Legacies and Legends

My mother spends a great deal of time watching Channel 61 on our cable system, the Catholic Global Television Network . She also spends a great deal of time trying to get me to watch it, and I spend a great deal of time making excuses about all the other things I have to do.
The other day, however, while I was over in her apartment, I caught an old segment of Mother Angelica facilitating a discussion of stem cell research. Now, my opinions these days are decidedly catholic and not at all Catholic. And so I have to admit that I didn’t agree with most of what was said. However, I did get a kick out of Mother Angelica’s quippy sense of humor. She reminded me of Archbishop Fulton J. Sheen, who used to be on our old black and white tv in the early fifties. Like Mother Angelica, he knew how to play to an audience. They both used humor to make religious doctrine sound human and humane. It occurred to me, watching Mother Angelica perform, how much that approach appeals to the “childlike” in all of us. People of such uncritical faith seem to have remained innocent and childlike in ways that people like me turned way from for all kinds of personal and realistic reasons.
People like me look at Mother Angelica and see Granny Weatherwax. They are both the stuff of Croney female legacies and legends. And childlike fantasies. Their quirkinesses are appealing and disarming. Personally, I prefer Granny in terms of what lessons there are to learn about life. But if one is compelled to wear a black habit instead of a black pointy hat, she should take lessons from Mother Angelica.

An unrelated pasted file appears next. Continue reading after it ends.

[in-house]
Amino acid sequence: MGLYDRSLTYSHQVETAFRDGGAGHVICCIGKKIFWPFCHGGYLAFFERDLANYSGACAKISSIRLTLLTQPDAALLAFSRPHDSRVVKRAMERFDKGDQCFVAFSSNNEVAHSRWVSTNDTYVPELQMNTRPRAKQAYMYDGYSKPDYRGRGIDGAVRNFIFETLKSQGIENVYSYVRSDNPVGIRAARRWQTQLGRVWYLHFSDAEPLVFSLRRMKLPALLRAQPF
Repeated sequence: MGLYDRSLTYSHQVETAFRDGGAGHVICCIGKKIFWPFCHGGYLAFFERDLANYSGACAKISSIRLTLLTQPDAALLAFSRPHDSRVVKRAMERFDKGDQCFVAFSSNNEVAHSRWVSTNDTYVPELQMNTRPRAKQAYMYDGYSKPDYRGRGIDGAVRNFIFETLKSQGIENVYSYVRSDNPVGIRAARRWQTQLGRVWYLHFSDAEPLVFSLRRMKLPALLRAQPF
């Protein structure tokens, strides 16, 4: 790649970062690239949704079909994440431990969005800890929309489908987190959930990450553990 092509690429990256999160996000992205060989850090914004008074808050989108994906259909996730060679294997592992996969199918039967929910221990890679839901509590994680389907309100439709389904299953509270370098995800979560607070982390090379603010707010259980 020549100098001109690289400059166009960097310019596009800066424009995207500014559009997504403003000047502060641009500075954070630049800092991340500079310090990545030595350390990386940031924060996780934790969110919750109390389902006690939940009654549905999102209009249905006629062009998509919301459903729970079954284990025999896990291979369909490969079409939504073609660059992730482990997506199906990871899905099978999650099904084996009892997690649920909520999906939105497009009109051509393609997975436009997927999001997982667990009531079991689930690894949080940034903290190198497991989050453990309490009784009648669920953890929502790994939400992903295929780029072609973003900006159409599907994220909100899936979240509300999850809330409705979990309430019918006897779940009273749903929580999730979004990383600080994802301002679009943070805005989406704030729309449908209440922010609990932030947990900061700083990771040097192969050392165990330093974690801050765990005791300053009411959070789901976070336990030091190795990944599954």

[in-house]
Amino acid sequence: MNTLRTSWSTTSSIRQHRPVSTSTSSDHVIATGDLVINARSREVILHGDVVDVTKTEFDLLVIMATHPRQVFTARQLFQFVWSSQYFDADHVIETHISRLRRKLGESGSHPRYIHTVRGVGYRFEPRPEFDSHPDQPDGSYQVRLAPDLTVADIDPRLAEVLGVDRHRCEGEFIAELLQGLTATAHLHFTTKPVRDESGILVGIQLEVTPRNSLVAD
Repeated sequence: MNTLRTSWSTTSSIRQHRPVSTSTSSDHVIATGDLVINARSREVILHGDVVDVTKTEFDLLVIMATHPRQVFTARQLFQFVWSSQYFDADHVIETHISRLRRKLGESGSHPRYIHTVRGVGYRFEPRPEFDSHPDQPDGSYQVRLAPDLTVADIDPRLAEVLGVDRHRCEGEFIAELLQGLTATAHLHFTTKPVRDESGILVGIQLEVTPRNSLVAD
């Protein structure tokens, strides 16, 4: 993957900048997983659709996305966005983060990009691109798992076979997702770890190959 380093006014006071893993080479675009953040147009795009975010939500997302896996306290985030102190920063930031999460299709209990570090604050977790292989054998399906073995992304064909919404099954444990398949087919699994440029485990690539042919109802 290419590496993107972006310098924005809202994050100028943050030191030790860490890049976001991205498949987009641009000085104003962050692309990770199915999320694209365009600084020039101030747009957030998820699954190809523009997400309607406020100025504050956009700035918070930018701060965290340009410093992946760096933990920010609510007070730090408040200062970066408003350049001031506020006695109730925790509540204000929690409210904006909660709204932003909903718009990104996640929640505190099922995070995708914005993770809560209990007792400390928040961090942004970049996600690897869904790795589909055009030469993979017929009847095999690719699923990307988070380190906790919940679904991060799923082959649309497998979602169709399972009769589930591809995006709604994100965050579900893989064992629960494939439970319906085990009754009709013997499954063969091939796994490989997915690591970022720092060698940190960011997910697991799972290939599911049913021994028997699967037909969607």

Legacies and legends. I guess that’s why I also like novelist Alice Hoffman, whose novel The Probable Future I just finished. It is a novel teeming with legacies and legends, and, like all of Hoffman’s works, it opens up places in my poetic spirit that strict and traditional religion was never able to touch. Legacies and legends are powerful in their metaphor — more powerful, for people like me, than any literal interpretations of life as we are supposed to know it.
And that’s why I’m interested in seeing Mel Gibson’s controversial movie, The Passion of the Christ.
I hadn’t been paying much attention to the publicity about the movie, but when my phone rang at 11 p.m. Monday night and it was my mother excitedly telling me to put on Channel 61 (aarrggh), since I was up, I did. It was Mel Gibson being interviewed about the movie. What he said in that interview is pretty much what he’s been saying in all interviews:
“Obviously, nobody wants to touch something filmed in two dead languages,” Mel Gibson explained at a news conference

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